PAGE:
Finally, in the fourth part, we present the potential future of the cryptographic ransomware. We identify new possible ransomware targets inspired by the cybersecurity incidents occurred in real-world scenarios. In this respect, we described possible threats that ransomware may pose by targeting critical domains, such as the Internet of Things and the Socio-Technical systems, which will worrisomely amplify the effectiveness of ransomware attacks. Next, we looked into whether ransomware authors re-use the work of others, available at public platforms and repositories, and produce insecure code (which might enable to build decryptors). By methodically reverse-engineering malware executables, we have found that, out of 21 ransomware samples, 9 contain copy-paste code from public resources. From this fact, we recall critical cases of code disclosure in the recent history of ransomware and, reflect on the dual-use nature of this research by arguing that ransomware are components in cyber-weapons. We conclude by discussing the benefits and limits of using cyber-intelligence and counter-intelligence strategies that could be used against this threat.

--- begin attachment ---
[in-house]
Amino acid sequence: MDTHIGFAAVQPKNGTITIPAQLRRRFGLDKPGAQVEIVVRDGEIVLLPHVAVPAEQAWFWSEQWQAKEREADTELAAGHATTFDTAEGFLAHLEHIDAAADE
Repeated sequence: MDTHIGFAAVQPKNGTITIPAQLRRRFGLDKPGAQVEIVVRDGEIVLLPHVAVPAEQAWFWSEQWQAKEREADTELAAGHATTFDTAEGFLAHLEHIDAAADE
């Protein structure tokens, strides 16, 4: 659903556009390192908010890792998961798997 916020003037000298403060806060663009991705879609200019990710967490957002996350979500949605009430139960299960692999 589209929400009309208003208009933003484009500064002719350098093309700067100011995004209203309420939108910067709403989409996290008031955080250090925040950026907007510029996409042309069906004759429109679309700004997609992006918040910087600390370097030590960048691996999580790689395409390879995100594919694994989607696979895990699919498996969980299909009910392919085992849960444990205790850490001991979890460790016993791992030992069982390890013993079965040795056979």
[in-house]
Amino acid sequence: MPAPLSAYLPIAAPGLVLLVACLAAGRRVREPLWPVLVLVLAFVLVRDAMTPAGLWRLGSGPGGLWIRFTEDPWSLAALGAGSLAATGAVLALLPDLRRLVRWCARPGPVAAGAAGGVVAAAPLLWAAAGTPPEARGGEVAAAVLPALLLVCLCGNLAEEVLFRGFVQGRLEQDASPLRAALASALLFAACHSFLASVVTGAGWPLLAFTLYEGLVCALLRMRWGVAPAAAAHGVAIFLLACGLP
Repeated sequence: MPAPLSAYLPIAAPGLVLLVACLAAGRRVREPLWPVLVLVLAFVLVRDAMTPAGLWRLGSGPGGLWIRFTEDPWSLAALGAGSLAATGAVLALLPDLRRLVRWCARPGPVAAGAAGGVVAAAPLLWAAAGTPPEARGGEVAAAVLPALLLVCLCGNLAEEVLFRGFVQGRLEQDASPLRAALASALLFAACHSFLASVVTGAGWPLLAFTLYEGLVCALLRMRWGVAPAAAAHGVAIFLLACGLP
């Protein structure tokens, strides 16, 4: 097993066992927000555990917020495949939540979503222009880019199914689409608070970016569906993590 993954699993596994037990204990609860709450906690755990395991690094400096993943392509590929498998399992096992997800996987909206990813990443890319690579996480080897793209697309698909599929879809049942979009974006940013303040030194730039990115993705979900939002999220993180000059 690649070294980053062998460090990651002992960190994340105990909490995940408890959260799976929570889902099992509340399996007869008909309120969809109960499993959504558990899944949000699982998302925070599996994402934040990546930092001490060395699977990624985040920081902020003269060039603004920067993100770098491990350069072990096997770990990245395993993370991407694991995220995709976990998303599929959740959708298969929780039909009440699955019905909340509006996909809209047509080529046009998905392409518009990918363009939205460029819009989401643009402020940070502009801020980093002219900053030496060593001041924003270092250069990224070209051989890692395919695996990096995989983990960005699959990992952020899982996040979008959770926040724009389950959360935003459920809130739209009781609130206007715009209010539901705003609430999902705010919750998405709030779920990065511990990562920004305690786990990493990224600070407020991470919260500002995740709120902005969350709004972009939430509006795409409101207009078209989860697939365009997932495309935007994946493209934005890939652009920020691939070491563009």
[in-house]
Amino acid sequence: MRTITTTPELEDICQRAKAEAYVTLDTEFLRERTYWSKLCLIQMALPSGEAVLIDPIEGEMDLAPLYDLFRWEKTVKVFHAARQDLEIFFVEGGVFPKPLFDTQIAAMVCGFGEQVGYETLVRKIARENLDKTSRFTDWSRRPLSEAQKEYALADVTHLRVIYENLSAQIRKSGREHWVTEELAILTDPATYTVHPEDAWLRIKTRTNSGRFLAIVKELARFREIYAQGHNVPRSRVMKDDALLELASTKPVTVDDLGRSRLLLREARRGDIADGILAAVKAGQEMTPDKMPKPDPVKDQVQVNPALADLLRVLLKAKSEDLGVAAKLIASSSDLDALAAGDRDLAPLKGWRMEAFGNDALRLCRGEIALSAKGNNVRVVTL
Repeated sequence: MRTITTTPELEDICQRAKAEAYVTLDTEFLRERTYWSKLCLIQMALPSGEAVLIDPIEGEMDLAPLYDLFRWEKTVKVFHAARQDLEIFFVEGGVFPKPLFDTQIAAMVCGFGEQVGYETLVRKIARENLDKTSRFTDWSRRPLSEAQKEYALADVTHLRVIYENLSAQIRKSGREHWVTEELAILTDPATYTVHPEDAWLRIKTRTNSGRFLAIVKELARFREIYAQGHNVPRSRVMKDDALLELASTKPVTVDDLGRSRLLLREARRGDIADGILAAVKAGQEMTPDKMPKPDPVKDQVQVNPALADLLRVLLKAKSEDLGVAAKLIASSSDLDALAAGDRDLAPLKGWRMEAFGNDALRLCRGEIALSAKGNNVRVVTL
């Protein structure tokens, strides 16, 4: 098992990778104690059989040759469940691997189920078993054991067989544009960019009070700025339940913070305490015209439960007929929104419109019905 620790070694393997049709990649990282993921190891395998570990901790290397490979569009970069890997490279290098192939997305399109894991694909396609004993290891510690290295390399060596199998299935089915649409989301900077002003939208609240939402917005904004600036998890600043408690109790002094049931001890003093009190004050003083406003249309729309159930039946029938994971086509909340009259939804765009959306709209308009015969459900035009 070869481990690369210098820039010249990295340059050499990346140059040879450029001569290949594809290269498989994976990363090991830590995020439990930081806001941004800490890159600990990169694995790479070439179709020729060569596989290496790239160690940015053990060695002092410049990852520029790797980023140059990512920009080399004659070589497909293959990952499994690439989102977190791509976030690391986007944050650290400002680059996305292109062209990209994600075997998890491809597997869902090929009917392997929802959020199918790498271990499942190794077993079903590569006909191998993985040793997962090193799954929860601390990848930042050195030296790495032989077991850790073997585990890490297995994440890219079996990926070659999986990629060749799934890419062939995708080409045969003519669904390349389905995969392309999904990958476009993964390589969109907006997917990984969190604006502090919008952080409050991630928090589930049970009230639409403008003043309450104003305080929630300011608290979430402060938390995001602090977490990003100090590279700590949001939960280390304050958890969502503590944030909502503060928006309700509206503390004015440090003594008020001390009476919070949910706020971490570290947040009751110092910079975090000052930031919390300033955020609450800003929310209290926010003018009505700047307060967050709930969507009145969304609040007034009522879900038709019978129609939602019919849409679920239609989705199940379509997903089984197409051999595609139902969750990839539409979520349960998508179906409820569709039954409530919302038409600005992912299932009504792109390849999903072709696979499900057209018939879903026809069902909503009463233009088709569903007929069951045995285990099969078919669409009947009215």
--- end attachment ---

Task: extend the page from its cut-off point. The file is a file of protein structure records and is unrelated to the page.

Interdisciplinary Centre for Security, Reliability and Trust (SnT) > Other
Fonds National de la Recherche - FnR
Researchers ; Professionals ; Students ; General public
FnR ; FNR13234766 > Gabriele Lenzini > NoCry PoC > No More Cryptographic Ransomware, Proof of Concept > 01/11/2018 > 31/10/2020 > 2018

File(s) associated to this reference

Fulltext file(s):

Open access
phd-thesis-genç.pdfPublisher postprint3.57 MBView/Open

Bookmark and Share SFX Query

All documents in ORBilu are protected by a user license.